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George Gascoigne (ca. 1542-1577) is perhaps best known for his essay "Certayne Notes of Instruction concerning the Making of Verse or Rhyme in English," considered to be the first formal discussion of prosody (poetry writing) in English, which is part of The Poesies of George Gascoigne (1575). His second major contribution to English literature is The Adventures of Master F. J. (1575), considered by several literary scholars to be the first English novel primarily because it is a lengthy (25,000 words) prose work, the subject of which is the fictional experience of "F. J." among England's social elite. Gascoigne's hero details the life of the "landed gentry," that is, those who occupy what we would now consider the upper-middle-class or lower-upper-class social stratum. "F. J." recounts the personal lives of this class in a realistic manner so that readers believe that they are looking at an accurate depiction of the daily lives of the wealthy. Gascoigne's technique is alternately to use letters and poems written by F. J. relating to his love affair with a lady in the house in which he is staying and commentary provided by the narrator, G. T.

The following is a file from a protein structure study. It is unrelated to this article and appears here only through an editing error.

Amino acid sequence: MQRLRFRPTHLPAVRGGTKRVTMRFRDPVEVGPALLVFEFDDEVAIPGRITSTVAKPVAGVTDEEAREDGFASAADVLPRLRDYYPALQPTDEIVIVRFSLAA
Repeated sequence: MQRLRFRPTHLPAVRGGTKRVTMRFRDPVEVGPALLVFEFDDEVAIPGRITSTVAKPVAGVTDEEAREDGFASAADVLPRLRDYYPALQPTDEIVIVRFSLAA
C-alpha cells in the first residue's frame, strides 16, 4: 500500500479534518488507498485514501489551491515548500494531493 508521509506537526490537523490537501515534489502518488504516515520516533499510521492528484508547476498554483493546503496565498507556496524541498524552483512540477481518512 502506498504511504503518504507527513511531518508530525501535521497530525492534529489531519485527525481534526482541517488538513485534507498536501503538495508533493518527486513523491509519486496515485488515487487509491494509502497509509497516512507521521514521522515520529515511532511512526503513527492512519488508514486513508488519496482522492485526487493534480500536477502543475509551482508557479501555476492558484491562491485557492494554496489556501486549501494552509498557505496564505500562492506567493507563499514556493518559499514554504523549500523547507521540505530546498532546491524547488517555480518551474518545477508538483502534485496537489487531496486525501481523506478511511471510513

Although there do not appear to be versions of the work in modern English, there are several on-line complete text versions of the 1575 publication, the best of which is below in the first link. In the second link is a very helpful scholarly summary of the work's main themes and an analysis of Gascoigne's narrative technique. The third link will take you to the Librivox site where you can actually listen to a complete reading of the text (which you can also access through iTunes).
There are two very helpful scholarly articles on this work that are worth looking at:
Scott, Penelope S. "The Narrative Stance in 'The Adventures of Master F. J.'" PMLA 45:2 (1930): 543-552
Bloomfield, Josephine. "Gascoigne's 'Master F. J.' as a Renaissance Proto-Novel: The Birth of the Judicious Editor as Narrator." Essays in Literature 19:2 (1992)
Because reading Gascoigne in his 16thC. English is difficult for most modern readers, I suggest you get a glossary designed for helping readers understand Shakespeare's language--these are easily accessible on various sites on the internet. Shakespeare and Gascoigne's vocabulary is essentially identical.
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